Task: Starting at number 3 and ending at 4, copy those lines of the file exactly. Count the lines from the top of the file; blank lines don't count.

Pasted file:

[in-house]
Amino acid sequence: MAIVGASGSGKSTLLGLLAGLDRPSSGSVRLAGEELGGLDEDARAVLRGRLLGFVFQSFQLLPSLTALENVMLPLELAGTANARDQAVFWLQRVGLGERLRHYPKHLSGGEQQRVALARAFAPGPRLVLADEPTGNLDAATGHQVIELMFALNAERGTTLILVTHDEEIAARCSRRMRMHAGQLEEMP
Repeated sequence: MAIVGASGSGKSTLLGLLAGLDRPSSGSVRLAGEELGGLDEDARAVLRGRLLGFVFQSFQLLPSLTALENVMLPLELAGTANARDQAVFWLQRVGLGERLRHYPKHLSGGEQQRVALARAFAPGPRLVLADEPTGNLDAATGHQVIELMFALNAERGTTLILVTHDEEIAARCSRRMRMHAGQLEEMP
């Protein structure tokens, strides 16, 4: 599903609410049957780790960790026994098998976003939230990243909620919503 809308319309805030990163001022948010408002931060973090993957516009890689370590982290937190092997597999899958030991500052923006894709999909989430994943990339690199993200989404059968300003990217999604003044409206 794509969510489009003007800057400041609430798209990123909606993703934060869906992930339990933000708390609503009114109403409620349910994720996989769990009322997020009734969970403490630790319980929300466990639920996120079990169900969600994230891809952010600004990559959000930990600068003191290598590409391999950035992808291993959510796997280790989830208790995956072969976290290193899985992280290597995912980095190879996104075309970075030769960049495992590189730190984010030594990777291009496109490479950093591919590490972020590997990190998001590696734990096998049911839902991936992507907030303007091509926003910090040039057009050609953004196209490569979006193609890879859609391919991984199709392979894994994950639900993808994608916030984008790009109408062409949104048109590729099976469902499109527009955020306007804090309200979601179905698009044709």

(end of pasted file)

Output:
Repeated sequence: MAIVGASGSGKSTLLGLLAGLDRPSSGSVRLAGEELGGLDEDARAVLRGRLLGFVFQSFQLLPSLTALENVMLPLELAGTANARDQAVFWLQRVGLGERLRHYPKHLSGGEQQRVALARAFAPGPRLVLADEPTGNLDAATGHQVIELMFALNAERGTTLILVTHDEEIAARCSRRMRMHAGQLEEMP
């Protein structure tokens, strides 16, 4: 599903609410049957780790960790026994098998976003939230990243909620919503 809308319309805030990163001022948010408002931060973090993957516009890689370590982290937190092997597999899958030991500052923006894709999909989430994943990339690199993200989404059968300003990217999604003044409206 794509969510489009003007800057400041609430798209990123909606993703934060869906992930339990933000708390609503009114109403409620349910994720996989769990009322997020009734969970403490630790319980929300466990639920996120079990169900969600994230891809952010600004990559959000930990600068003191290598590409391999950035992808291993959510796997280790989830208790995956072969976290290193899985992280290597995912980095190879996104075309970075030769960049495992590189730190984010030594990777291009496109490479950093591919590490972020590997990190998001590696734990096998049911839902991936992507907030303007091509926003910090040039057009050609953004196209490569979006193609890879859609391919991984199709392979894994994950639900993808994608916030984008790009109408062409949104048109590729099976469902499109527009955020306007804090309200979601179905698009044709």